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How Resilient Are You? Part 2

I just got back from a much-needed, extremely relaxing family vacation. One of the twenty or so books my husband (police trainer, author and obsessive bibliophile Dave “JD Buck Savage” Smith) brought on our trip was titled “A Complaint Free World” by Will Bowen. I picked it up on our first full day of poolside sunbathing mostly because, although the titled intrigued me, it was thin and looked like a short, easy read. Three pages in, I couldn’t put it down or stop babbling about the author’s insight. Dave and I resolved to spend our week of fun and sun working hard to complain less. Trust me; this was not going to be easy, especially for a couple of retired cops.

Let’s be honest, cops love to bitch. Who doesn’t? It feels good to “vent” and besides, crimefighters have a lot to complain about. The public doesn’t like us, our families don’t understand us, and we often seem to get stuck working for people who forgot how tough being a real cop is. Bitch bitch bitch. The problem is, complaining doesn’t really do much good, and in the long run, it can become a bad habit that affects our relationships, our health, and our ability to stay resilient.

A good attitude and a positive outlook are just two of the many traits of resilient people, but that doesn’t mean you should go through life as a wide-eyed Pollyanna; far from it. As cops, we have to view the world as a dangerous place in order to stay safe; we need some healthy skepticism with a small dose of pessimism on the side. Dr. Al Seibert affirms that it’s our ability to choose a negative or positive thought process in any given situation that gives us an advantage, we can choose optimism or pessimism, or even combine the two the way we use both hot and cold water to make our morning shower comfortable. As an example, visualize your next traffic stop. You start out optimistic and confident in your ability to handle whatever may happen during the encounter. You approach the driver with measured pessimism, prepared for everything from a drawn gun to a lousy attitude, and then you allow optimism to put a smile on your face as you converse with the friendly, apologetic citizen behind the wheel. You appreciate the subject’s cooperation even as you stay on alert, knowing that seemingly nice people can turn on you instantly. You also scan the area outside of the vehicle, watching for traffic and other hazards, because optimists care about their own safety and survival and know they deserve a positive future. When the driver’s attitude deteriorates at the sight of that speeding ticket, you remain professional and polite, completing the stop safely. You don’t internalize the driver’s change in attitude, instead you empathize with his frustration even as you feel optimistic that the ticket may ultimately change his driving behavior and someday safe a life.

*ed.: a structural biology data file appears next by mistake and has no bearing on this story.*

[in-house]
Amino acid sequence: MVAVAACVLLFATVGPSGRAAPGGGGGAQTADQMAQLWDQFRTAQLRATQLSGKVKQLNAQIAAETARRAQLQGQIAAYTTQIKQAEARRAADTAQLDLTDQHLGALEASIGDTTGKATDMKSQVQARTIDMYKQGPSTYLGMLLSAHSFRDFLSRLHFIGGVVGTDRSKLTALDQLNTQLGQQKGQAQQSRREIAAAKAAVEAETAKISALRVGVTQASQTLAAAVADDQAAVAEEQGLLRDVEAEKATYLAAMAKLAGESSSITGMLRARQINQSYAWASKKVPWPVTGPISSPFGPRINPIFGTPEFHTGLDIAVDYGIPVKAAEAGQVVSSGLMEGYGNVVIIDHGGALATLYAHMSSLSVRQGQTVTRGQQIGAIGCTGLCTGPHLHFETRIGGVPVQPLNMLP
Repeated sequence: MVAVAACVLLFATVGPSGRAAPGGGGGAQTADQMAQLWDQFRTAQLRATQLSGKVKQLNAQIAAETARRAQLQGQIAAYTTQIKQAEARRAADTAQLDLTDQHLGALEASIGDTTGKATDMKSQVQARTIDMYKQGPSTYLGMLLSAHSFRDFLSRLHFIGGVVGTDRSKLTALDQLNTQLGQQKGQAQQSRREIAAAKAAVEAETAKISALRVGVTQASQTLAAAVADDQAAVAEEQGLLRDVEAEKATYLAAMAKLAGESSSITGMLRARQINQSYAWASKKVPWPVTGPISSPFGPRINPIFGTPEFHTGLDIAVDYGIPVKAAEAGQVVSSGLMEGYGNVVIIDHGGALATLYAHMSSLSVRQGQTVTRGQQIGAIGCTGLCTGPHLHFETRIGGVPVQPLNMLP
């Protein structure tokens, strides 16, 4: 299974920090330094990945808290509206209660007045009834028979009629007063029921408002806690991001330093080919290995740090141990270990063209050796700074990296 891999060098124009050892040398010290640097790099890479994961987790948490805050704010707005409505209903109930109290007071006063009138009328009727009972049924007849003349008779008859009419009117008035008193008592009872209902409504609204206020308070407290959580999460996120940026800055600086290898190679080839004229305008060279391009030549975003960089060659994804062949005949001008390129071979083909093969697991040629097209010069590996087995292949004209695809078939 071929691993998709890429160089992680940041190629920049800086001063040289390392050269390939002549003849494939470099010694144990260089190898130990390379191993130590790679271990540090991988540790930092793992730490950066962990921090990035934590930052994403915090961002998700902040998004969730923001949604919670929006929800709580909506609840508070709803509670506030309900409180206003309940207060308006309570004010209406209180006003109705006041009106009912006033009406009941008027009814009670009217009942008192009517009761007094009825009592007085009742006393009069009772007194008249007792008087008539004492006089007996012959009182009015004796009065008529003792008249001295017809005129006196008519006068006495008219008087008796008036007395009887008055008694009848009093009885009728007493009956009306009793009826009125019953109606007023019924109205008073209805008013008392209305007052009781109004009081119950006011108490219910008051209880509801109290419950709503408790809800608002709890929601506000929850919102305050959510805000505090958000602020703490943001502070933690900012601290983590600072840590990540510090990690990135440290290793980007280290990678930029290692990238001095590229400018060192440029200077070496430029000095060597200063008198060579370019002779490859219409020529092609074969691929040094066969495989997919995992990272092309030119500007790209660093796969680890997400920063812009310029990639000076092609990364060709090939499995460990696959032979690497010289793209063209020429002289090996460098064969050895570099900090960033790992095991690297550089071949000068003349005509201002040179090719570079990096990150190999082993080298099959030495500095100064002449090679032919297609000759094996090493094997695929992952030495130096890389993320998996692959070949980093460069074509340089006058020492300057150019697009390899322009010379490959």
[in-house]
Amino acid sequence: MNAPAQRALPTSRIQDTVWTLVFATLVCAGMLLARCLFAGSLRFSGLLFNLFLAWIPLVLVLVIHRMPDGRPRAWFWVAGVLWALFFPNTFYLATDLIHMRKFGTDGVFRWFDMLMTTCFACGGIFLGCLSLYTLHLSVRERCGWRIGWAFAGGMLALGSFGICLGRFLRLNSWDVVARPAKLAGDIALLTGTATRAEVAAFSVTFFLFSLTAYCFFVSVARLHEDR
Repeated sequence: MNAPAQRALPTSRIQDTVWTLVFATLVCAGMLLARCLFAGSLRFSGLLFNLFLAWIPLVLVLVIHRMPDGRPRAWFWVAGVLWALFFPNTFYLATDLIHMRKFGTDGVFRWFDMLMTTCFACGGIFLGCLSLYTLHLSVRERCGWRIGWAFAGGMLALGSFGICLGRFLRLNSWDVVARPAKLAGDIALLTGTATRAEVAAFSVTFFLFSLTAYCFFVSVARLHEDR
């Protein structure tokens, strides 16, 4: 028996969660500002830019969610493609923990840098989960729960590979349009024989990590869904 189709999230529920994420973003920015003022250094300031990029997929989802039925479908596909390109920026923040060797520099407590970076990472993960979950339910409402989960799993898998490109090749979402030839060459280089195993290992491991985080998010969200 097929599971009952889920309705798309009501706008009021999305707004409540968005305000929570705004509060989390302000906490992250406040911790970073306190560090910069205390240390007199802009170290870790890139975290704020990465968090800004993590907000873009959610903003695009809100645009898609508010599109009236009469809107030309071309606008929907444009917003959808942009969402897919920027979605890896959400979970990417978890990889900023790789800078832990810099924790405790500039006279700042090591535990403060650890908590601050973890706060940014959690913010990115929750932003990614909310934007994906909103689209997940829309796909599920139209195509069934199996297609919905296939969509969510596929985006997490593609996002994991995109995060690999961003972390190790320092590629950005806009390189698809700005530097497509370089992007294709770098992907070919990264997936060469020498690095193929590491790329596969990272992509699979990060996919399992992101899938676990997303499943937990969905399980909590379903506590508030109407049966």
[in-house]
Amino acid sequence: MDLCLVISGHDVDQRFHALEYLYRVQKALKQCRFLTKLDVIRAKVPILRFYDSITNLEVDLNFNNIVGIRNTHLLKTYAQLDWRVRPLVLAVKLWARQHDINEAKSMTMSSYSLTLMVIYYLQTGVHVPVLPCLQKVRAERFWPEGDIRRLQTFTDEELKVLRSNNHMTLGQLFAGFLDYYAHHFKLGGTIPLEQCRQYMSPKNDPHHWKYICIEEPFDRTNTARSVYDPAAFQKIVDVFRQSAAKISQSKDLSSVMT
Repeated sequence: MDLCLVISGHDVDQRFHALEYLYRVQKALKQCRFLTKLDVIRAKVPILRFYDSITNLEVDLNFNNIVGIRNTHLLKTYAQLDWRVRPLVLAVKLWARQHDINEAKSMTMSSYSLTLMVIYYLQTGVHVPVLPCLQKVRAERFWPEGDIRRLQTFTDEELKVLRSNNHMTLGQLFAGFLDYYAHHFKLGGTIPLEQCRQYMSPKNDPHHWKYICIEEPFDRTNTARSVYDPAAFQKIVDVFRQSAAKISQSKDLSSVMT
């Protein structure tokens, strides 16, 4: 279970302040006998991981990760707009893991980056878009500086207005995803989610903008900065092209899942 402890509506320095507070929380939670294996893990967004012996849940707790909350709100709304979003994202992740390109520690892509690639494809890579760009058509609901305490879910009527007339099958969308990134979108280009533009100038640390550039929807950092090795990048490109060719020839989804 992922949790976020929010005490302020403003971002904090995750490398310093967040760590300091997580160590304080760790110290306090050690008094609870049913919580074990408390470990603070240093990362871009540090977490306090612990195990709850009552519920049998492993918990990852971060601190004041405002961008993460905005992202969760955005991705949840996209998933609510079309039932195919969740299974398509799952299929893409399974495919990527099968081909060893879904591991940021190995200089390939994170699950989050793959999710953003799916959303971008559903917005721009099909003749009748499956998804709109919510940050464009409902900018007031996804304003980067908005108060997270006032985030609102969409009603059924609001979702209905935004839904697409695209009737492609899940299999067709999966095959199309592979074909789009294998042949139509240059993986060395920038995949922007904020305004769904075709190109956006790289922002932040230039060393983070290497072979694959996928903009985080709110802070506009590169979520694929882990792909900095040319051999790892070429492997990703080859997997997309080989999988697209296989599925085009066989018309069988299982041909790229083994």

Strong self-confidence and a high self-esteem are also great predictors for resiliency, but what’s the difference between the two? Dr. Siebert describes “self-confidence” as “an action predictor…your gatekeeper for effective action. Law enforcement is an extremely action-oriented profession. Many cops are viewed as “cocky” by outsiders (or by supervisors) when in reality, they are just extremely self-confident. Working in a police department can be frustratingly paradoxical for the resilient employee. Fear of the unknown cause’s anxiety in human beings; self-confidence counteracts the anxiety and prepares us to deal appropriately with whatever comes next. In the “Street Survival” seminar, we call this “When/Then Thinking.” However, police organizations tend to hire people who are cooperative, obedient, and able to get along with others and then expect these people to also be self-reliant, change-proficient, self-motivated and willing to take risks. If not managed properly, these diverse traits can cause terrible conflict, both organizationally and individually.